by Thegreatmagnet on October 18, 2017

Writer: Jody Houser
Artist: Cary Nord with Brian Thies
Colors: Ulises Arreola
Publisher: Valiant Comics
From the very beginning, Faith’s solo series have always represented light-hearted, fun storytelling. She’s the silly, fun alternative to the often-heavy Valiant universe, leaning on her character more so than high stakes and heady concepts. This miniseries by comparison seemed to offer a much more ambitious narrative in terms of scope and stakes, and also science fiction aspirations vis-à-vis a time travel storyline. However, ultimately I feel that the time travel concepts largely take a back-seat to fun, and we end up with a farce without much lasting significance.
From the beginning of the series, I’ve argued that they need to explain the basic premise of the story, that history can be changed. Only a few years ago, the brilliant “Ivar, Timewalker“ series stated emphatically and repeatedly that history cannot be changed due to a natural law called chronological protection. Not only was this a fascinating narrative concept from a sci-fi perspective, but it’s immensely appealing to fans of continuity, since it’s essentially a promise that Valiant will not retcon their stories. The fundamental premise of this series is that the villain (Do-Bot) has somehow found a way around chronological protection, and the “current” Timewalker (Neela) doesn’t understand how. Ultimately, they explain in a handful of panels that Do-Bot was designed to learn any skill, which apparently includes manipulating the fabric of reality, traveling between universes, and destroying erasing history in our universe defying all known laws of physics. Interestingly, he describes himself as a simple worker, but no other members of his race seem to demonstrate such god-like abilities. I have to admit that I’m fairly disappointed by how much they glossed over the most fundamental aspect of the premise, especially with Faith being portrayed as such a hard sci-fi Dr. Who-referencing nerd. I’m also nervous at the prospect that Valiant could undermine its commitment to canon and chronological protection for what  ultimately  seems like an inconsequential story in the Valiant mythos.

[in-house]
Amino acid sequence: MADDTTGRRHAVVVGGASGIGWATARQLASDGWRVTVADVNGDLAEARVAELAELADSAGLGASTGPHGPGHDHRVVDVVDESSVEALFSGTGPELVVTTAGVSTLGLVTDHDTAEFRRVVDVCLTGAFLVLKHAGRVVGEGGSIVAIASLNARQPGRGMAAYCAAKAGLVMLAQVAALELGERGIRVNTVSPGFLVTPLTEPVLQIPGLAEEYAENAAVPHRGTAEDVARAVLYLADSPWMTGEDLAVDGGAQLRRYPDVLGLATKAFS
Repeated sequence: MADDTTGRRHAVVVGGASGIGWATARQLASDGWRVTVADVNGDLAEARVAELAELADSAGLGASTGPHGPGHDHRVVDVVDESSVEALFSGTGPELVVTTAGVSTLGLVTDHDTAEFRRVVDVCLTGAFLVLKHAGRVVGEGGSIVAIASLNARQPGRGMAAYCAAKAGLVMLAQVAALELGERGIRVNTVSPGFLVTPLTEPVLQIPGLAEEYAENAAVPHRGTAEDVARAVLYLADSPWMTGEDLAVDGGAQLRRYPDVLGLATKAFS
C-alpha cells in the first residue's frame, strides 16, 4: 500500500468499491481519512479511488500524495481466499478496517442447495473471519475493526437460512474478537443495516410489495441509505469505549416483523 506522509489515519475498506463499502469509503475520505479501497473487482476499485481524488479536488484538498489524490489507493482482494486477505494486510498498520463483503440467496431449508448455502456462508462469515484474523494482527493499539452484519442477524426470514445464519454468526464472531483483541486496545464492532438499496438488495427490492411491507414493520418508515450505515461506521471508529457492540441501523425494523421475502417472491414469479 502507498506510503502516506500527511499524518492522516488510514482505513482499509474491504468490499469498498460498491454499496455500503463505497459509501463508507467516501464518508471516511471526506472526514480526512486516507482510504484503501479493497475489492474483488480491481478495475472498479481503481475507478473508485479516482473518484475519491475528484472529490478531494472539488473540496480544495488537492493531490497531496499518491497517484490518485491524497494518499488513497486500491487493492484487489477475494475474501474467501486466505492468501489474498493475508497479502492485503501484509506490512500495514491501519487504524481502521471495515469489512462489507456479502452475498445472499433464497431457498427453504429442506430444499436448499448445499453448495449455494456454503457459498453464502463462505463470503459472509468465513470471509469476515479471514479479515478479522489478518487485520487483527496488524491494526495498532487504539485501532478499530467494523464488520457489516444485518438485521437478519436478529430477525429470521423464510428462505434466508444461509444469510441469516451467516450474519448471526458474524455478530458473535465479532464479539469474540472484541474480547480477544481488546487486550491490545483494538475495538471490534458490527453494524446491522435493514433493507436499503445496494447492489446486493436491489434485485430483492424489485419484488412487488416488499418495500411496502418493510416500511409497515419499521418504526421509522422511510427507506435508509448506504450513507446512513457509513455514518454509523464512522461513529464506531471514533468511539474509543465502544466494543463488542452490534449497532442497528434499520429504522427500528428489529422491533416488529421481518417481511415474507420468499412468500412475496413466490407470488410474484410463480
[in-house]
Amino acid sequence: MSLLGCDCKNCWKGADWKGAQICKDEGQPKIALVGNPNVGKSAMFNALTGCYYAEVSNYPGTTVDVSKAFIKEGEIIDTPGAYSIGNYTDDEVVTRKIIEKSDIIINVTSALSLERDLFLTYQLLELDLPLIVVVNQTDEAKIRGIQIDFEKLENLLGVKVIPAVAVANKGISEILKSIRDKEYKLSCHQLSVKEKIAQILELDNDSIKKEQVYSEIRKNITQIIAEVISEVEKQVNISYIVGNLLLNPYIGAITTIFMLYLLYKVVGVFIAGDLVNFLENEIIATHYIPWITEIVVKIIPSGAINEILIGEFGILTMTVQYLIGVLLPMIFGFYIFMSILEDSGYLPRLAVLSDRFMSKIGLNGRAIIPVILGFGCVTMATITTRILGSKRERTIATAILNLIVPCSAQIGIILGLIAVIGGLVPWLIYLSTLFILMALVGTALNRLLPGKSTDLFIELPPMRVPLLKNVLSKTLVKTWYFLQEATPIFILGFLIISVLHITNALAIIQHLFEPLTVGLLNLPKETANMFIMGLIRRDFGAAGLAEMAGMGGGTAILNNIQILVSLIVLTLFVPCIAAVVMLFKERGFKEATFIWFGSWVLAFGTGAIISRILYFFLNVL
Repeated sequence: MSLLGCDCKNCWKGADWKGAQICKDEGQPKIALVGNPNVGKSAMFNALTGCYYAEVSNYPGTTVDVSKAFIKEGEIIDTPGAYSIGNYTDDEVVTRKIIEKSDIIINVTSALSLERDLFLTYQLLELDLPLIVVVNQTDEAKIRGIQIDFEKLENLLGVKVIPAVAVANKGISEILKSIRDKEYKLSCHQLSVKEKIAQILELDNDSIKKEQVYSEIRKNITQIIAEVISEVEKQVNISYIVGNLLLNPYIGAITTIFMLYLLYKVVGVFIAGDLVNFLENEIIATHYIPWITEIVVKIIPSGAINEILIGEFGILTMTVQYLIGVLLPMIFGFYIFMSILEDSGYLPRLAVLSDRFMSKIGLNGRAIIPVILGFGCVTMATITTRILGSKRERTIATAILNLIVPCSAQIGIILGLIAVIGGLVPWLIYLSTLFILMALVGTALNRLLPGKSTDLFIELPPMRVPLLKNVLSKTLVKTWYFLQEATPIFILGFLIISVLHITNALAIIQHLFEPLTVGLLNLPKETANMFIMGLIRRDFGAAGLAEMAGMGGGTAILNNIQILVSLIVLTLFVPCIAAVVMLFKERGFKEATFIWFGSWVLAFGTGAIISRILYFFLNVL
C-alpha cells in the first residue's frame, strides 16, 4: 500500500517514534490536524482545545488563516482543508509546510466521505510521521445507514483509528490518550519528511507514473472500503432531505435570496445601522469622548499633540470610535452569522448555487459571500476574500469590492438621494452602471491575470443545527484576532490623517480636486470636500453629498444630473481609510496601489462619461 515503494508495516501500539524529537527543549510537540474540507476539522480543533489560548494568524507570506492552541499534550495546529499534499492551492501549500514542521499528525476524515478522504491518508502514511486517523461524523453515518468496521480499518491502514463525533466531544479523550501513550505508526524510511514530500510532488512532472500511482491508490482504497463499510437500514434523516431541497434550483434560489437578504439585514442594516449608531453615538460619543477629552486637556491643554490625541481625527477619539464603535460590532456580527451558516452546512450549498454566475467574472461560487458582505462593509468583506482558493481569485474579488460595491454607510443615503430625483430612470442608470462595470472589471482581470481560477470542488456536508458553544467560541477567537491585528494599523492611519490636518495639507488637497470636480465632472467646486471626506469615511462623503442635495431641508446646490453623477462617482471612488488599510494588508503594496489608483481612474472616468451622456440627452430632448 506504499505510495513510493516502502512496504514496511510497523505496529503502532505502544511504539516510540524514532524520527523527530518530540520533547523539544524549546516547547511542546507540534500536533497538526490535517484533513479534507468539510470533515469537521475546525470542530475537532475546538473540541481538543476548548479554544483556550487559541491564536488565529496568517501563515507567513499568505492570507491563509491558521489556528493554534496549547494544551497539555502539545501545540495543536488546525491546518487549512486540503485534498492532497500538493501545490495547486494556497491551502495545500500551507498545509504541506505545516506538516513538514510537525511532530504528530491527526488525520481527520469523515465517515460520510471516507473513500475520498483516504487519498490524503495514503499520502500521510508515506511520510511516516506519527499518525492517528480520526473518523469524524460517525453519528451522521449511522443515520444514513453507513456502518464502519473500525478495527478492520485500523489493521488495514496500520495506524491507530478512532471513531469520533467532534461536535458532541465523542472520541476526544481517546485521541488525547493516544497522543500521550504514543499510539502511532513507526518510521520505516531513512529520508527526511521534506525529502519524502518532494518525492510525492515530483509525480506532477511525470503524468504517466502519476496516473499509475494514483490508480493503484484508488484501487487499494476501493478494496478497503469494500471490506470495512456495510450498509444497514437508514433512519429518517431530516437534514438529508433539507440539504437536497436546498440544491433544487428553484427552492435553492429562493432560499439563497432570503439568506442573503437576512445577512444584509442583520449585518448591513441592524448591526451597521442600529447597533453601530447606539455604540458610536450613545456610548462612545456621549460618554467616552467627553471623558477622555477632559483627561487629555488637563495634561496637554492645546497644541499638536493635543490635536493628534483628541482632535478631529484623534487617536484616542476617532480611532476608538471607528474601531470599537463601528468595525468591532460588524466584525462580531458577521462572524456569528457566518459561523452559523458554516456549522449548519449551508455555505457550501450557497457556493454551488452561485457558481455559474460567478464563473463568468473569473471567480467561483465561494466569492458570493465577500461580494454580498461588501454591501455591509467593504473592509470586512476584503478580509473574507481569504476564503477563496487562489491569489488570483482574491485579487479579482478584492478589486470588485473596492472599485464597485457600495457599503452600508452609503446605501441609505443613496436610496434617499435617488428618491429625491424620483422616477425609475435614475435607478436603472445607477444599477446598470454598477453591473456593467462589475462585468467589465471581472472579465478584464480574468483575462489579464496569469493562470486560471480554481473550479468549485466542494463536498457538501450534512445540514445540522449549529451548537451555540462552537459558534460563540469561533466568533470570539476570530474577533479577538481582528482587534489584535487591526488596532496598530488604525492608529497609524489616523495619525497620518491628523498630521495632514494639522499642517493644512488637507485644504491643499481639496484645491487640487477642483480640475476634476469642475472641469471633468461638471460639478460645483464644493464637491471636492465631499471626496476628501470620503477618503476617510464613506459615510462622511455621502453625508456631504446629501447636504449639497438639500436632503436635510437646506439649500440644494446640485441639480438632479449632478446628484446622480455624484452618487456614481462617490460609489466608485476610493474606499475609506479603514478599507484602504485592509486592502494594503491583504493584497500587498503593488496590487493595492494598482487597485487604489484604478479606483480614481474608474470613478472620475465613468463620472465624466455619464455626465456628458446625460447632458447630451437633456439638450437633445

I’m also not completely sold on the resolution of this story with respect to the time travel logic. Obviously, no one could be surprised that the universe was spared in the end of this story, but I think there may be a paradox, the common trap of nearly all time travel stories. Their narrative solution is that Do-Bot goes back (or forward?) in time to destroy himself at the moment he first enters our universe and begins his mission of destruction. However, throughout the series, Do-Bot has already erased untold events/people from history that likely predate his appearance in the chronology of the Earth. I would argue that if these things have been erased from history, that they could not be restored from non-existence, even if Do-Bot were prevented from going back in time. Then again, the mechanics of historical erasures aren’t really deeply explored. They don’t really address the extent to which history is re-written, which is often the focus of time travel narratives where events can be changed. Perhaps I’m complaining too much about technicalities, but I’ve long felt that time travel stories are plagued by paradoxes, and Valiant is an ecosystem that should be immune to that affliction.